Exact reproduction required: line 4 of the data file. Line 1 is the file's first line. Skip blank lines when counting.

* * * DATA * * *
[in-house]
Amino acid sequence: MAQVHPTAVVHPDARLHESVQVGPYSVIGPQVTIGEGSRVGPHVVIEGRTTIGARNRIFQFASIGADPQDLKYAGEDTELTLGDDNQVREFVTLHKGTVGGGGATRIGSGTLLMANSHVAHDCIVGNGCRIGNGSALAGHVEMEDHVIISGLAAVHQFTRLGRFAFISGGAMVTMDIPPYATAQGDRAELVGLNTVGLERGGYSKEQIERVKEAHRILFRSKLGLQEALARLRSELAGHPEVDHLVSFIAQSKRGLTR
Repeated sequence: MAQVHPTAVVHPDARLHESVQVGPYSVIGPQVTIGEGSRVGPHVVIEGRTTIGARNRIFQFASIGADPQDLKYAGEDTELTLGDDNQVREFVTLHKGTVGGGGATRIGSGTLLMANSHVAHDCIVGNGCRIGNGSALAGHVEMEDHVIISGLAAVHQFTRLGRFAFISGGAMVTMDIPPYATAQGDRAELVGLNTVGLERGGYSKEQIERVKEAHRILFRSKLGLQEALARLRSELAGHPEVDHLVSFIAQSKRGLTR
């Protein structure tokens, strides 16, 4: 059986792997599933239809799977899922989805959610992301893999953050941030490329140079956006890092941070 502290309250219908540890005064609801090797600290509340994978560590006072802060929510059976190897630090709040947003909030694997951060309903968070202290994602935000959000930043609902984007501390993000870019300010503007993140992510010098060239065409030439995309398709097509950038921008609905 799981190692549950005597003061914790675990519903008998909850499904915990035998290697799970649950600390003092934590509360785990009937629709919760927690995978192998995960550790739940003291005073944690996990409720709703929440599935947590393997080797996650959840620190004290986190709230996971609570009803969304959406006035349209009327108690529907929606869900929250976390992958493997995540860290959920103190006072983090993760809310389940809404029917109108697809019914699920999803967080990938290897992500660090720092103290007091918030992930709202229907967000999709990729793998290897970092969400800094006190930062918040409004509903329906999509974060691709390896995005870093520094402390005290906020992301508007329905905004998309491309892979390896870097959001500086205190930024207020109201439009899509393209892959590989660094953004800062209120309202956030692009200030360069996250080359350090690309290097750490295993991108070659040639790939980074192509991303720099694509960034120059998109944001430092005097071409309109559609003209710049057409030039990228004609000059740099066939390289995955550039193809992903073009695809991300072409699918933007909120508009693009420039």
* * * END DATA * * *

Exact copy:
């Protein structure tokens, strides 16, 4: 059986792997599933239809799977899922989805959610992301893999953050941030490329140079956006890092941070 502290309250219908540890005064609801090797600290509340994978560590006072802060929510059976190897630090709040947003909030694997951060309903968070202290994602935000959000930043609902984007501390993000870019300010503007993140992510010098060239065409030439995309398709097509950038921008609905 799981190692549950005597003061914790675990519903008998909850499904915990035998290697799970649950600390003092934590509360785990009937629709919760927690995978192998995960550790739940003291005073944690996990409720709703929440599935947590393997080797996650959840620190004290986190709230996971609570009803969304959406006035349209009327108690529907929606869900929250976390992958493997995540860290959920103190006072983090993760809310389940809404029917109108697809019914699920999803967080990938290897992500660090720092103290007091918030992930709202229907967000999709990729793998290897970092969400800094006190930062918040409004509903329906999509974060691709390896995005870093520094402390005290906020992301508007329905905004998309491309892979390896870097959001500086205190930024207020109201439009899509393209892959590989660094953004800062209120309202956030692009200030360069996250080359350090690309290097750490295993991108070659040639790939980074192509991303720099694509960034120059998109944001430092005097071409309109559609003209710049057409030039990228004609000059740099066939390289995955550039193809992903073009695809991300072409699918933007909120508009693009420039």